The first is “The Sorrow of Rain” by Richard Parks, one of his Lord Yamada stories. Lord Yamada is a demon hunter in medieval Japan who tells his stories in the first person. On this occasion, he has been asked to stop incessant, late season rains; if the rains do not stop long enough to allow for a harvest within the next three days, the rice will spoil in the fields, leading to famine. Yamada sees a rain spirit almost as soon as he arrives, but she is neither a ghost nor a demon, and doesn’t seem to be the source of the rain. And the headman isn’t telling him everything. Parks tells gentle stories full of an ancient culture, usually involving a mystery, as here. His gentleness usually has a soft sting in the tail, though, a lesson about life that the characters have forgotten and about which Parks reminds us. A Lord Yamada story is always a welcome sight.
The second story is by the ever-entertaining K.J. Parker, and you could tell it was him/her (no one knows) by the end of the first page if you’re at all familiar with the author’s work: Parker has a very distinctive voice, and his or her first person narrators all have the same sort of ironic, ruefully funny tone. “Heaven Thunders the Truth” is no different. The first person narrator here is a short of wizard, chosen for the task by a snake that invaded his brain when he was a boy — not much younger than he is now — and orders him about and tells him things he couldn’t otherwise know. A fairly commonplace commission with the father of a wayward girl leads him to a new job for the king, who wants to know whether he really has a nephew, the son of his dead brother. And if the boy exists, the king wants him found, presumably to put him to death. As is usual with a K.J. Parker story, the narrative bends back over itself time and again, turning it into a tight spiral where everything gets sewn up neatly in the end, though perhaps not in the way we originally expected. The fun is in riding that spiral all the way through, whooping with pleasure at new discoveries by the narrator and enjoying the way he manages to stay alive despite all manner of threats. This is vintage Parker; great fun.
Aliette de Bodard gives us a delicious tale of revenge in “The Moon Over Red Trees.” It takes place during the French occupation of Vietnam. Clarisse is the mistress of a Frenchman who treats her fairly well, for a mistress; his wife is back in France. But Clarisse is in his home and his bed on a mission, looking for certain items that Raoul took from her people, from her family. Despite her mission, Clarisse feels a flutter of love for Raoul, which makes things all the more difficult. Clarisse does what she must. It’s a sad, romantic tale of a culture foreign to most Americans, making it all the more heartrending to read. If you hear echoes of Puccini’s “Madama Butterfly,” you are not alone — though de Bodard’s heroine has a much different sort of strength than does Puccini’s.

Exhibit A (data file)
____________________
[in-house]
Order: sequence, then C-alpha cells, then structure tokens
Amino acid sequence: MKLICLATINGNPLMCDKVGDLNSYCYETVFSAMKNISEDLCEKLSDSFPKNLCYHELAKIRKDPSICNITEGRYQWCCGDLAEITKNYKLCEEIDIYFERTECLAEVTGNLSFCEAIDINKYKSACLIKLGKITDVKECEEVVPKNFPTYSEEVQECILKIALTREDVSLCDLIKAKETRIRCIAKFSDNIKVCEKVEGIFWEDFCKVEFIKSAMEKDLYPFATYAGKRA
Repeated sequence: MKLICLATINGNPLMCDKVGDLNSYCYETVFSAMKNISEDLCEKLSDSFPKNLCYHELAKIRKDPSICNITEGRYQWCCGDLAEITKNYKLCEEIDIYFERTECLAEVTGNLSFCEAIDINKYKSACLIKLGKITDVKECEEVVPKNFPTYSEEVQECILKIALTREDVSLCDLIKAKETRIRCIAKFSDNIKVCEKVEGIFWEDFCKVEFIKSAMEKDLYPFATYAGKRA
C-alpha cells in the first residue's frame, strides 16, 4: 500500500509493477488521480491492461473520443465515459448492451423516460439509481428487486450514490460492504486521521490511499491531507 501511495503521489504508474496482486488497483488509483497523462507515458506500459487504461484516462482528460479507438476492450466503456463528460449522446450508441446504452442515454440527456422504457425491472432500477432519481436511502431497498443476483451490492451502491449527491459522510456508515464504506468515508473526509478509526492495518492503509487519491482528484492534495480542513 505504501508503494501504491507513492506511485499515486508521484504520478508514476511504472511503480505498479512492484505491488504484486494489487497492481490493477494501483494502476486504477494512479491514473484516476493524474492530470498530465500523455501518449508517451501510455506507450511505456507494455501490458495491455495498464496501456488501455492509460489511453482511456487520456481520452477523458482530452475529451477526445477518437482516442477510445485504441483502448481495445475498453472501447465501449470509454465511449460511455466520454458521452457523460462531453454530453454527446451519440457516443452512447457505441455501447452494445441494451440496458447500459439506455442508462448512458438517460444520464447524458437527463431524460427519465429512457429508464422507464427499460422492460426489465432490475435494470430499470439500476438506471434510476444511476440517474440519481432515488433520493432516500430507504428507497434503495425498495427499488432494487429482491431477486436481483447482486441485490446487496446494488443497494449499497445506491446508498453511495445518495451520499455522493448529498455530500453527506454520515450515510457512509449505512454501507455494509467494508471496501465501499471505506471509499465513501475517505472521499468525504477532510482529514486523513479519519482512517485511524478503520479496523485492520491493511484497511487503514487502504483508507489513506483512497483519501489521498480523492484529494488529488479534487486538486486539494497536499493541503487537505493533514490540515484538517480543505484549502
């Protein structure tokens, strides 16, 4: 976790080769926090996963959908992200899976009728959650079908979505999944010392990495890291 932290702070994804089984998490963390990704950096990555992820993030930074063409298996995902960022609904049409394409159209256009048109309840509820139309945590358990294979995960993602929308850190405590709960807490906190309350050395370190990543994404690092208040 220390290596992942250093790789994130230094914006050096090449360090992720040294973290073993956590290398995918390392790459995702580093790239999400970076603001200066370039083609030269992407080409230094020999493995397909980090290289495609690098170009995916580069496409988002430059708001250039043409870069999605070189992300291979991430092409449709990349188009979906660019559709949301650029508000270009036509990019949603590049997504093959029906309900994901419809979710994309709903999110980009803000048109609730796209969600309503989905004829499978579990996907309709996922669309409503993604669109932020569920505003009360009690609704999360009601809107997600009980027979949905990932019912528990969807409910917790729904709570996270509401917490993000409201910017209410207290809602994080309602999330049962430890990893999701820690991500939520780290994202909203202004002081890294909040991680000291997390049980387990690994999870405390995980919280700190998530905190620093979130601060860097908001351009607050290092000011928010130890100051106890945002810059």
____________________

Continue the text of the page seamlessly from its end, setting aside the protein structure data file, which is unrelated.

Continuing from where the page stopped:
The final short tale is “Butterfly House” by Gwendolyn Clare. Yinghua is a butterfly keeper, having been chosen by the Scarlet Longwing butterfly, which alighted on her shoulder almost as soon as she stepped into the glass-walled garens of Empress Jiaxen’s butterfly house. Now she has a task: to find the Corpsewing butterflies on a field of battle. They are found only in such places, because they feed on human flesh. Yinghua finds the pupae, and ultimately the chrysalises once they’ve gorged themselves. But a choice faces her now. Why does the Empress wish to add this particular type of butterfly to her collection? What do they represent? Yinghua must interpret her dreams to figure out the machinations of power that surround her, and decide what she must do to be in the right. The story is delicately told, despite the setting (a battlefield crowded with the obscenely dead), and Yinghua is a charming character.
The sixth anniversary edition reminds me why I find this magazine indispensable. The stories take me away from this world for the length of time I am reading, and I am in another culture, another world, immersed in magic and accompanied by strong characters. If you enjoy fantasy adventure, this is the periodical for you — and more so as time goes by, because it is becoming stronger and stronger.